There are three key Energy policy objectives in the UK:

  • Keeping the lights on;
  • Meeting our Climate Change objectives;
  • Tackling fuel poverty.

What makes these objectives so demanding is doing all three at the same time. For example, we could meet objective 1 by simply building more energy facilities. Because of the technology limitations of renewable energy sources, the quickest way to do this would be to build more unabated coal and gas fired power stations. This would, of course, damage our ability to meet objective 2.

We could meet objective 2 by having really tight regulation of the energy market. We could, for example, outlaw any energy facility that produced any CO2 emissions. If we did that, we would – in the short term – become very dependent on onshore wind. Not only would this be politically problematic, creating fury in the leafy Tory shires, it also would be very unreliable.

Wind power only produces energy when it is windy so needs to be backed up by other energy sources. At the moment this is provided by gas-fired power stations but they produce CO2 emissions. It will take some years for us to build enough more CO2-friendly nuclear power stations and in the short term we would put our energy security at risk and drive up fuel prices.

Alternatively, we could make CO2-producing electricity really expensive such that Energy companies have financial incentives to switch to clean energy sources. The challenge here would be what level you set such incentives. Set them too high and you drive up fuel prices and risk energy security; set them too low and they will be ineffective in helping us meet our Climate Change objectives.

This is the challenge at the heart of the government’s Electricity Market Reform proposals. These proposals aim to incentivise clean energy and dis-incentivise CO2 intensive facilities. They also provide incentives to ensure there is always sufficient electricity in the grid.

Firstly there will be a feed-in tariff with Contracts for Difference (CfDs). These CfDs will ensure that those investing in clean energy always receive a minimum price for their electricity. The aim is to provide investors with the financial security they require to be encouraged to invest. The problem here is that the government doesn’t want to be a signatory to these CfD’s and this creates uncertainty for investors.

The Committee on Energy and Climate Change has warned that the subsequent spreading of liability across energy companies has left the scheme far too complex and potentially legally unenforceable There are also issues with how the different strike prices are being determined. EDF have raised concerns about the nuclear strike price being arrived at “behind closed doors”.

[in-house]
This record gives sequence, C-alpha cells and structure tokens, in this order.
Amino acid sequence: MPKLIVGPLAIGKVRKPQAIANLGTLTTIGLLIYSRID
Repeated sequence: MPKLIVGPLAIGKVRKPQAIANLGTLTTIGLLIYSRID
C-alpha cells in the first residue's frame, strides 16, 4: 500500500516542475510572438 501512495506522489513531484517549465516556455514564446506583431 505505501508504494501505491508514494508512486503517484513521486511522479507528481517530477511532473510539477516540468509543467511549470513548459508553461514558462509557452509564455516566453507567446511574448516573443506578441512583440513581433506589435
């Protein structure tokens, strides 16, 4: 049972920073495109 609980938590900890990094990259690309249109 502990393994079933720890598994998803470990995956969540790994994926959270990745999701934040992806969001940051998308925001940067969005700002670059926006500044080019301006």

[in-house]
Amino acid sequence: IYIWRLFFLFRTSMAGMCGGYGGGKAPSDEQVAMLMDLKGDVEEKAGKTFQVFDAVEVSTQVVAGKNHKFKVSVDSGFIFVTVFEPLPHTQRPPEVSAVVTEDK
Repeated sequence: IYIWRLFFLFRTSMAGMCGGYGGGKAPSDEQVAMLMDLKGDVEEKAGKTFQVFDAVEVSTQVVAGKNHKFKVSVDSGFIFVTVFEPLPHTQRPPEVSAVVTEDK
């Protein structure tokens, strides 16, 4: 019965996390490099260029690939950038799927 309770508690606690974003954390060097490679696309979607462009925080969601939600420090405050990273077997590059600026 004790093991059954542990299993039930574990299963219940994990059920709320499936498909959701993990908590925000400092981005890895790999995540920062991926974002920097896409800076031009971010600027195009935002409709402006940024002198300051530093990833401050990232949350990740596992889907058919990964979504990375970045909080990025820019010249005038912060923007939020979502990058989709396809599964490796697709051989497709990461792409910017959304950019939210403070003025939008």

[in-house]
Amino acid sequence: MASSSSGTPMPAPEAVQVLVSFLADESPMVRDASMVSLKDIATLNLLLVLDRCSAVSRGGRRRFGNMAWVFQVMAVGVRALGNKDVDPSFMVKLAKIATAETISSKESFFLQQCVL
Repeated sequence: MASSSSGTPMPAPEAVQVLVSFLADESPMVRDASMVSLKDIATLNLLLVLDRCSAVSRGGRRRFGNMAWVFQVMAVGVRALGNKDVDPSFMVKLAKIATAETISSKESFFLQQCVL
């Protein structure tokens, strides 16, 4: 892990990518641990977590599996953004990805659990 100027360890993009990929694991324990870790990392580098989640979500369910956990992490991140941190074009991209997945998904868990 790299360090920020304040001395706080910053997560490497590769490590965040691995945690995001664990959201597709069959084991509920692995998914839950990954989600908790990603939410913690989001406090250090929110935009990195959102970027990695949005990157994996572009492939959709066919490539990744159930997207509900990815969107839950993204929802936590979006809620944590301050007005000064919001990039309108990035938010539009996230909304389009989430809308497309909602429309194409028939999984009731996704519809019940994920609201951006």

Through the feed in tariff for CfDs, there will be a mechanism to protect consumers if the market price is higher than the strike price.

Secondly, a Capacity Market will be established to reduce the likelihood of future blackouts by ensuring there is sufficient reliable capacity to meet demand, ensuring that consumers continue to benefit from reliable electricity supplies at an affordable cost. Concern has been expressed that this system needs more clarity.

In addition, an Emission Performance Standard will provide regulation to prevent the construction of new unabated coal fired power stations. The Government has given these standards a very low threshold and proposes to lock them in until 2045 – putting our Climate Change objectives in jeopardy.

There will also be a Carbon Price Floor that is aimed at making CO2 intensive technologies uneconomic, however, the Government hasn’t set a target. The Committee on Energy and Climate Change strongly criticized this describing it as “uncontentious but vacuous” and there has been pressure from the Chancellor to have lower targets to encourage further investment in gas-fired power stations.

One of the most contentious issues has been the amount of subsidies available to support clean technology and this led to a stand-off between officials from Treasury and DECC back in July. Limits have also been placed on the money consumers are expected to contribute to support new clean technology. While this controls energy bills, it doesn’t encourage investors to invest in clean technology.

The stand-off between the Treasury and DECC continues with Ed Davey and George Osborne reportedly at loggerheads over whether the UK’s energy supply should be decarbonised by 2030. Concern is growing in industry over the impact this divergence is having on the certainty that investors require to invest.

Today the UK Corporate Leaders on Climate Change wrote to David Cameron expressing their concerns. Their view is that the UK does no need to choose between economic growth and tackling Climate Change. We hope the Government listens.

Rachel Stalker is a specialist in energy policy and law.

Electricity Market Reform, The Ongoing Challenge
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